North Carolina’s construction industry is booming. In most cities, residents in certain areas hear the growl of bulldozers, the pounding of jackhammers, and the muffled boom of controlled explosions as new suburbs are built and old ones undergo gentrification.
Construction is a sign of progress and expansion, but it’s also a dangerous occupation. According to the North Carolina Department of Labor, there were 39 workplace fatalities in North Carolina between October 2018 and June 2019, 14 of which were related to the construction industry.
Blasting is the process of using controlled explosives or blasting agents to break down rocks or remove them from a construction site. Although a common activity on worksites, blasting is also highly dangerous and injuries are not uncommon. In the most severe cases, death can result.
Blast Injuries on Construction Sites
The Occupational Safety and Health Act (OSHA) requires a number of safety measures to be used when blasting is done on construction sites. They include:
- Who is qualified to handle explosives
- How blasting tools can be used
- What type of materials can be in the vicinity of explosives
Even if all of these guidelines are followed, injuries can still occur, and explosions caused by blasting can produce injuries rarely seen outside of military combat zones. They have a combustive power that can inflict serious damage on both people and property. The nature and extent of the outcome will depend on factors such as:
- The distance between the victim and the blast location
- The delivery method
- The type and volume of the explosive material
- The surrounding environment
When explosives are detonated, they create powerful shock waves that can obliterate rocks- and anything else within the blast radius, including the human body. Energy caused by the blast can travel outward from the detonation site, resulting in flying debris, structural collapse, and utility line damage (which in turn can cause carbon monoxide leaks). Despite strict OSHA regulations, the inherent nature of the blasting process can result in unexpected devastation.
Common Blasting Injuries
Injuries due to blasting are like most construction site injuries in that the outcome can be devastating and permanent. Explosives, large rocks, heavy machinery, and other hazards can all contribute to catastrophic outcomes such as:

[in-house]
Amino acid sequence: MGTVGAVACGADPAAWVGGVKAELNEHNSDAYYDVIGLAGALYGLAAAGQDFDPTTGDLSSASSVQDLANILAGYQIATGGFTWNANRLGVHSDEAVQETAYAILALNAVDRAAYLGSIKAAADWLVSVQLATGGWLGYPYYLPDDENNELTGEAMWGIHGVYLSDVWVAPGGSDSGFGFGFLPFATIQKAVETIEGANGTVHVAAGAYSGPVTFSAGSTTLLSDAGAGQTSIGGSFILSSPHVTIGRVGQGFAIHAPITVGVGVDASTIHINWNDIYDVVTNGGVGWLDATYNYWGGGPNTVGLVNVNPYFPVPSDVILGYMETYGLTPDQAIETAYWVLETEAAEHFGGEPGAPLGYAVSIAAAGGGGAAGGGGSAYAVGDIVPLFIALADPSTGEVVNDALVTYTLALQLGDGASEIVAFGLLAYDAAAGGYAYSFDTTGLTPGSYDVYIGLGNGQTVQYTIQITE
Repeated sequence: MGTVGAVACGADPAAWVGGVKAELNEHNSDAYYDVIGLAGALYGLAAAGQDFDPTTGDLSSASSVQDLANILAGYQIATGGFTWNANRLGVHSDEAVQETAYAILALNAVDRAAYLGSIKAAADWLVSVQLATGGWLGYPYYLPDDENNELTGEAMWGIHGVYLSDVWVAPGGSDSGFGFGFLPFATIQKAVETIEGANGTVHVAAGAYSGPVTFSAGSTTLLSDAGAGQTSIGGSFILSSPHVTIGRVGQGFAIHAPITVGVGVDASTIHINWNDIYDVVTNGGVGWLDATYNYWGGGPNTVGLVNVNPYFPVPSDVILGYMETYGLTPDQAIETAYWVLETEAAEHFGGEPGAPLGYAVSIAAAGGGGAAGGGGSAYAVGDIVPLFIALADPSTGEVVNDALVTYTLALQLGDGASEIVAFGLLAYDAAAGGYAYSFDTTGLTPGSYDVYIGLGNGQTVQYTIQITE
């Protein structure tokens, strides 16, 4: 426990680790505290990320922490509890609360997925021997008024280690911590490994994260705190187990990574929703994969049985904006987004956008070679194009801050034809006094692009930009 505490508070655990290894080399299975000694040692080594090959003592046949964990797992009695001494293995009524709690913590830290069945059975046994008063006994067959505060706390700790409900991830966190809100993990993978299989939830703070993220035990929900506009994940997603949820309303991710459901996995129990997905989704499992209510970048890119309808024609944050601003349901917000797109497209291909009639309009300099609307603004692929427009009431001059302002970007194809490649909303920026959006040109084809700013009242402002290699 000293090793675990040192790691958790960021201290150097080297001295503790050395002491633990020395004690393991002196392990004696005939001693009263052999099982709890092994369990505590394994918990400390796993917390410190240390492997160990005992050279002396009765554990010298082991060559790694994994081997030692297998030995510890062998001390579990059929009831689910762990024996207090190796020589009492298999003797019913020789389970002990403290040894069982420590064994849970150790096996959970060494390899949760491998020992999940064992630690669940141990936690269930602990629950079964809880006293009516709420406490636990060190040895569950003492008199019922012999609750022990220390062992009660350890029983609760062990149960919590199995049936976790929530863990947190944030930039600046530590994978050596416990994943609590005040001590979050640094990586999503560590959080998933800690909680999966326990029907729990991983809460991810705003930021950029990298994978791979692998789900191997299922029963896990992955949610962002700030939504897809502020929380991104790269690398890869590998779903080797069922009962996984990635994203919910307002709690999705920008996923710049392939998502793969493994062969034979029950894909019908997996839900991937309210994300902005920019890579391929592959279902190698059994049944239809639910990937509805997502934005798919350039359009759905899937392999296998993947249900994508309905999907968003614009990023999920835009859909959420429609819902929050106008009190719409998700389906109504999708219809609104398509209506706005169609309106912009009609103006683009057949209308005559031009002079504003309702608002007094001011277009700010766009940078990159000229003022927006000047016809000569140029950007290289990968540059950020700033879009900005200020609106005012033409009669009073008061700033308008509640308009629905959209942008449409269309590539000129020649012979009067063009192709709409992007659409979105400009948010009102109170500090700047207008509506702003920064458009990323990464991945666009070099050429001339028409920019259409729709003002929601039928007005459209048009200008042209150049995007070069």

- Traumatic brain injury
- Spinal cord injury
- Severe burns
- Full or partial paralysis
What Kind of Benefits Are You Entitled to if You are Injured by Blasting?
When construction workers are injured on the job, it not only affects their livelihood and well-being: their families are impacted as well. Household income could be reduced or even disappear, making it impossible to make ends meet. The injured worker may also face high medical bills and ongoing therapy to restore mobility and reduce pain.
Fortunately, workers injured by blasting incidents can apply for workers’ compensation to cover their medical costs and a percentage of their income until they are able to work again. If there is a permanent injury, you will be entitled to additional benefits.
Also, if you were injured in a blasting incident, and your injuries were caused by someone other than your employer, you may be able to make a claim for personal injury damages against the person or company that caused the blast. If that claim is successful, you may be entitled to money damages for pain and suffering, in addition to your lost wages. Damages for permanent injuries are often higher in personal injury cases than in workers’ compensation cases.
Contact a North Carolina Workers’ Compensation and Personal Injury Attorney
If you sustain blasting injuries on the job, you should be eligible for workers’ compensation benefits and you may also have a personal injury claim. The application process is sometimes challenging, but the workers’ compensation attorneys at Johnson & Groninger PLLC can provide you with the legal representation that you need to get a positive outcome.
You may even have grounds to file a third-party personal injury claim if a company that is not your employer caused or contributed to your injuries. A construction injury attorney at our firm will review the circumstances of the accident to determine whether third-party negligence was involved and assist you in holding the right parties accountable. For a confidential consultation, please contact Johnson & Groninger PLLC or call 855-633-3140.